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I had some old Hornby track when I started. I've used it in the shed. All the new track I've bought has been Peco. You should have no problem mixing and matching between the two if you stick to Code 100, and you don't want to be using Code 75 outside anyway.

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As others have just said, the best advice is to use Peco code 100 Streamline nickel silver flexible track outdoors in one metre lengths. It allows you to lay nice smooth large radius curves and eliminates a lot of the rail joins necessary with sectional track. Much of mine has been down for 8 years now with little or no sign of deterioration. I've used code 75 in the attic for it's finer appearance but would definitely suggest code 100 outdoors.

I believe the latest Hornby track is now made from nickel silver but their earlier track had rails made from steel or steel with a nickel silver coating and should be avoided at all costs outdoors. You can check using a magnet which kind you have if you are unsure but if it's short sectional track anyway then it really would be better to make the change to Peco.

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I have just relaid my OO gauge track - some of this is actually being used for the 3rd time! I haven't used any of the new track I have in store and I still have probably enough previously used track to completely relay what I have just laid! It is all naturally weathered, some looks a complete mess, but with a quick rub of the fine rubbing block, it all runs fine - I haven't even started bonding rail joints yet. This is all Peco code 100 - with care, it will last for ages. 

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Posted (edited)

I was aware that Hornby was Nickel Silver these days. Not sure from when so nice to know. I have a mix of old and new track. Hopefully all will be nickel silver. I'll use that for now as I can't justify buying whole new track at min. Unless I could sell mine. Maybe an option and go for the longer flexible track of Peco's.

Edited by Dav2
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  • 4 weeks later...
3 hours ago, Clay Mills Junction said:

Is there any difference in the durability of peco concrete sleeper flexi to that of wooden sleeper when used outside?..

None that I've noticed Barry. I've used both types and haven't had a problem with either.

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Excellent, I've bought a box of SL-102.

I have seen comment on forums elsewhere that the concrete sleeper track was less durable outdoors. I couldn't see a reason for this, if anything the light colour should absorb less light and heat. I'm thinking it is probably one of those falsehoods that has passed into conventional wisdom.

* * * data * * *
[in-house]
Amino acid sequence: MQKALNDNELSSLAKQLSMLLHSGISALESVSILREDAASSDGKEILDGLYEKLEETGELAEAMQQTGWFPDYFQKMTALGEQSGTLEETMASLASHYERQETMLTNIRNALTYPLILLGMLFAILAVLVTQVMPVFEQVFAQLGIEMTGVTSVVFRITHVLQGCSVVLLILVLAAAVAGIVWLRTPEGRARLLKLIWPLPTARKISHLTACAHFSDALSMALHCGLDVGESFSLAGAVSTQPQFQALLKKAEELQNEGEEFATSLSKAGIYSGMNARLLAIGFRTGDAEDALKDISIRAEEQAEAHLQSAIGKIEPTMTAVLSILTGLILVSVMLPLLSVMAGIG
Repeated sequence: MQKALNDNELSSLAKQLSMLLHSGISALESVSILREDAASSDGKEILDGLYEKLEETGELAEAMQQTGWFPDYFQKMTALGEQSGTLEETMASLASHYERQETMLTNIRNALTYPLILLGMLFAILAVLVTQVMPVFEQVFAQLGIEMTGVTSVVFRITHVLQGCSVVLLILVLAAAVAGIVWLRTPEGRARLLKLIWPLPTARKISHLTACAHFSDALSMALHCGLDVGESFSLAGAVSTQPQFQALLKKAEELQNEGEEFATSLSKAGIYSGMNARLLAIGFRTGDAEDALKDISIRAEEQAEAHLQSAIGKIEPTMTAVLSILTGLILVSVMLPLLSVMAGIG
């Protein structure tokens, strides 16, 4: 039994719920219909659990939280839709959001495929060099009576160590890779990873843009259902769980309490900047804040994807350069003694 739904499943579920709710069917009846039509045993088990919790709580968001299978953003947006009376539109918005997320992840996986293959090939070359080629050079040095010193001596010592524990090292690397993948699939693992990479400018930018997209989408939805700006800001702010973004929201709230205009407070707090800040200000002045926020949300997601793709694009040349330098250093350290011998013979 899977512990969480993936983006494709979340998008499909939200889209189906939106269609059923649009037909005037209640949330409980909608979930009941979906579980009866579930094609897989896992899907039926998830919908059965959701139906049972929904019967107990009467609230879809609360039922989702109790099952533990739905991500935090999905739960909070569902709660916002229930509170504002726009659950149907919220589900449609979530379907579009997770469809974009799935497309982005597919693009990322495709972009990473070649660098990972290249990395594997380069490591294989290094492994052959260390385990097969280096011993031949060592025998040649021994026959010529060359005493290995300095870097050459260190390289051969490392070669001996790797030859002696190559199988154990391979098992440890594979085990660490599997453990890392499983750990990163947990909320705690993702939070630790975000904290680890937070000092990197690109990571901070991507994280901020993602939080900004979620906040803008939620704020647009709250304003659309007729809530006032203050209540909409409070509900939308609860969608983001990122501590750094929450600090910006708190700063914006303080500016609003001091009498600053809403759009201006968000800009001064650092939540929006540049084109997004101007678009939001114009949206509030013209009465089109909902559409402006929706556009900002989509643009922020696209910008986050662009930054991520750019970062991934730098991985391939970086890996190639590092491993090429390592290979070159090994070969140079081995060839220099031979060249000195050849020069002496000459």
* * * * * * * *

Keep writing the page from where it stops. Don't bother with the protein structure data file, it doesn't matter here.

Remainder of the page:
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Well if concrete proves less durable than the wooden type I'm going to be alongside you in the queue for some SL-100 in a few years time.

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I've already received a reply, sent at 8.39 this morning regarding concrete sleeper track.

A Beard, PECO Technical Advice Bureau, said

"Thank you for your email. I can advise that this sleeper base also uses UV stabilised plastic."

So there we have it.

I wonder whether the same applies to Hornby track. Of course they use different factories but they are responsible for the specification. Roco in Austria, at one time made track for Hornby, and when production moved to China, they supplied the same track to Bachmann.

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Have only used a few bits of Hornby fexiable but l found that the rails pop out of the chairs easily, it was second hand so no idea of age but may be a problem outside with expansion/contraction. 

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18 minutes ago, Riddles said:

...."Thank you for your email. I can advise that this sleeper base also uses UV stabilised plastic."...

That's reassuring to know. Thank you.

The concrete sleepered track I lifted from my ground level section late last year showed no obvious signs of deterioration after 7 or 8 years other than some bleaching of the colour so I was pretty confident in using it again this time. However, I do believe the design of the sleepers has been changed since then.

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42 minutes ago, Riddles said:

I've already received a reply, sent at 8.39 this morning regarding concrete sleeper track.

A Beard, PECO Technical Advice Bureau, said

"Thank you for your email. I can advise that this sleeper base also uses UV stabilised plastic."

So there we have it.

Thank you.

As I thought then, an old wives tale that gets repeated. Good to know my 24 pack isn't wasted.

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